After a day of being on the go, all you want to do is lay down at night and unwind. However, this is hard to do lately, as you find it increasingly difficult to catch your breath. This can certainly be a frustrating experience, as the night should be for relaxing and enjoying a deep sleep. You’re not alone in this feeling—there’s actually a medical term for the sensation of breathlessness when lying down: orthopnea. This shortness of breath can be a symptom of many conditions, making it hard to pinpoint exactly what’s disrupting your nighttime routine. Here are some possible explanations:
One of the most common reasons people have shortness of breath while laying down is sleep apnea, While it’s incorrectly thought of as just snoring, sleep apnea is a potentially serious sleep disorder in which breathing repeatedly stops and starts. With sleep apnea, the muscles in your throat relax and obstruct your airways, especially when lying on your back.
Symptoms of sleep apnea can include snoring, gasping for air during sleep, awakening with a dry mouth or sore throat, difficulty staying asleep, headaches, irritability, and daytime sleepiness. Some proven treatment methods include nasal decongestants or breathing devices such as a continuous positive airway pressure (CPAP) machine.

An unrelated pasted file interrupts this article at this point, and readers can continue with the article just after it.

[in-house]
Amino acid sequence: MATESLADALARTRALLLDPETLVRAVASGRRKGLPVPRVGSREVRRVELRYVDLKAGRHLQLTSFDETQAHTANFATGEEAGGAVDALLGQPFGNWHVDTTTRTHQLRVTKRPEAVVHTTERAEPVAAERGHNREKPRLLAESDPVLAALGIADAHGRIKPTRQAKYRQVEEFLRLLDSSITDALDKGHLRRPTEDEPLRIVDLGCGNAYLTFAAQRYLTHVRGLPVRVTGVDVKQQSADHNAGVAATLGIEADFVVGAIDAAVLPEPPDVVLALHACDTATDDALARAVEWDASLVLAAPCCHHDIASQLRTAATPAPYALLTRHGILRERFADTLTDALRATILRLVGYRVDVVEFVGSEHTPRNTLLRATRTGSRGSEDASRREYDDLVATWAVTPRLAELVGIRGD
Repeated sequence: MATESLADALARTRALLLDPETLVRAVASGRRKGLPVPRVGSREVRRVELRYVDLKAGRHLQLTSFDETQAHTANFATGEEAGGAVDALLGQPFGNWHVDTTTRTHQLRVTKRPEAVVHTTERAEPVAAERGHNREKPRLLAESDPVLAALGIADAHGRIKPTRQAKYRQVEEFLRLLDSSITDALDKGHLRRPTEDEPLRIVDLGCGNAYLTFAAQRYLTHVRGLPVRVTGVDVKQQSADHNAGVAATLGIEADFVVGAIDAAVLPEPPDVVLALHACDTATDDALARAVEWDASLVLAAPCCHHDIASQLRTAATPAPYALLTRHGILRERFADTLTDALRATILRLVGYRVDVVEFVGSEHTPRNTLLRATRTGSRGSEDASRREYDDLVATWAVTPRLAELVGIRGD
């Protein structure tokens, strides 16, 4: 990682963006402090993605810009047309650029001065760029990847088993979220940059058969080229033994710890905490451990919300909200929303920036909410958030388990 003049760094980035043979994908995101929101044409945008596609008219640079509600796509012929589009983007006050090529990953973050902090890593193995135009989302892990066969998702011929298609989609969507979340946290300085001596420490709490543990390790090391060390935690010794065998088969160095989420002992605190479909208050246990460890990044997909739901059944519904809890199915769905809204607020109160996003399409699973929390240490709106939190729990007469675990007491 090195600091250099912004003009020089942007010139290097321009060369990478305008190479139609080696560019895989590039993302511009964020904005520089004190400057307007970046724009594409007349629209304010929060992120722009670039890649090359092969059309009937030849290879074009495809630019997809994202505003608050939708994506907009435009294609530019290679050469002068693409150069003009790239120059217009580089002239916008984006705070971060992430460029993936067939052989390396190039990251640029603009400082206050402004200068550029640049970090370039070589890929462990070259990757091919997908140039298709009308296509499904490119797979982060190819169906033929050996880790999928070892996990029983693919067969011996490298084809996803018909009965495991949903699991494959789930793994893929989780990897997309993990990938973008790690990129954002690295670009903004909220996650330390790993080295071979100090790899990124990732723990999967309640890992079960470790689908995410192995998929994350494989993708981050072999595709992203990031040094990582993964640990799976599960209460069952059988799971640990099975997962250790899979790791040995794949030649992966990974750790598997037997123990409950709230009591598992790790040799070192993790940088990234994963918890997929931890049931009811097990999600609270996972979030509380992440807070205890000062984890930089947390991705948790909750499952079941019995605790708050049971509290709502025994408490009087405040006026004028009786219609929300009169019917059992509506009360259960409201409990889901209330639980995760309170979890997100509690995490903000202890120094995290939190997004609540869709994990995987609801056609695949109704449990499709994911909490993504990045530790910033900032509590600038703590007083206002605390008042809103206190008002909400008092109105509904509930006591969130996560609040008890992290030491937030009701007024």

Congestive heart failure (CHF) often causes difficulty breathing, especially when lying down. This condition occurs when your heart doesn’t pump blood as well as it should, typically as a result of narrowed arteries in your heart (coronary artery disease) or high blood pressure. This can make it harder for other parts of your body, like your lungs, to work to their full capacity.
Asthma or Allergies
Nighttime can prove to be challenging for people with asthma or allergies. If you’re sleeping in a room that has excessive dust, mold, or pet dander, this can trigger your asthma or allergies, making it more difficult to breathe.
Other ways that asthma causes shortness of breath at night include sleeping in a position that puts pressure on your diaphragm, mucus building up in your throat causing you to cough and struggle for breath, and the fact that your hormones change at night.
Chronic obstructive pulmonary disease (COPD) is a group of lung diseases that cause blocked or narrowed airways, therefore making breathing more difficult. So, it shouldn’t be too surprising to learn that COPD can also contribute to shortness of breath at night. People with lung disorders commonly report that breathing is more difficult while lying down, so patients with COPD may notice their symptoms worsen when they get into bed.
Count on DispatchHealth for Quick Treatment
It’s best to consult a doctor if you’re experiencing orthopnea. Your doctor will help you to determine the cause and develop a treatment plan that helps you breathe and sleep better at night.
If, however, you find that your orthopnea flares up again and aren’t able to make it to the doctor’s office, you can rely on DispatchHealth for in-home care. We have extensive experience caring for people with shortness of breath, COPD, asthma, and other conditions, so you can rest assured that you’ll be in the right hands.
Contact DispatchHealth today to learn more about our in-home healthcare or to schedule an appointment.
DispatchHealth relies only on authoritative sources, including medical associations, research institutions, and peer-reviewed medical studies.
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